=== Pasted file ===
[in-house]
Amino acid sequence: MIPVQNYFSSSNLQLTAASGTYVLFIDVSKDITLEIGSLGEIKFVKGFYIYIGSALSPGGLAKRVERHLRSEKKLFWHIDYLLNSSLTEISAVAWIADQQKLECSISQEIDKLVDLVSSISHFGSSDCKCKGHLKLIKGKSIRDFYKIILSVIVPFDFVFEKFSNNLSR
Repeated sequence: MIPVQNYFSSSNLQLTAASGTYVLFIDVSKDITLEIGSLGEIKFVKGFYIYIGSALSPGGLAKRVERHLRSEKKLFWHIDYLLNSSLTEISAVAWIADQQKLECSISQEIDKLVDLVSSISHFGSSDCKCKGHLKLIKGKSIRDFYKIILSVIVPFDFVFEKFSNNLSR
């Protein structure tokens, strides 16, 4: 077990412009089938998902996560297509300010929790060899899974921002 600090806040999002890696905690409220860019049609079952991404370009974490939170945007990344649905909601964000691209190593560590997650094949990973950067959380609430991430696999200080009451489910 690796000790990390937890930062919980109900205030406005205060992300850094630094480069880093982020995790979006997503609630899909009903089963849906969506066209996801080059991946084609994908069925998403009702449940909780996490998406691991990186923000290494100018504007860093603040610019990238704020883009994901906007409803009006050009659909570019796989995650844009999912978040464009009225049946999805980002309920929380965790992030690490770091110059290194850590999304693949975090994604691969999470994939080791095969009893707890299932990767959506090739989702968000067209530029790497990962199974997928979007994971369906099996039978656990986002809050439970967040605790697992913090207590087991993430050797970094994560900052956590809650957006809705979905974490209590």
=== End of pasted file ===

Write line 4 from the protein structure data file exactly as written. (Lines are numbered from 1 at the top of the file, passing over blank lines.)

């Protein structure tokens, strides 16, 4: 077990412009089938998902996560297509300010929790060899899974921002 600090806040999002890696905690409220860019049609079952991404370009974490939170945007990344649905909601964000691209190593560590997650094949990973950067959380609430991430696999200080009451489910 690796000790990390937890930062919980109900205030406005205060992300850094630094480069880093982020995790979006997503609630899909009903089963849906969506066209996801080059991946084609994908069925998403009702449940909780996490998406691991990186923000290494100018504007860093603040610019990238704020883009994901906007409803009006050009659909570019796989995650844009999912978040464009009225049946999805980002309920929380965790992030690490770091110059290194850590999304693949975090994604691969999470994939080791095969009893707890299932990767959506090739989702968000067209530029790497990962199974997928979007994971369906099996039978656990986002809050439970967040605790697992913090207590087991993430050797970094994560900052956590809650957006809705979905974490209590």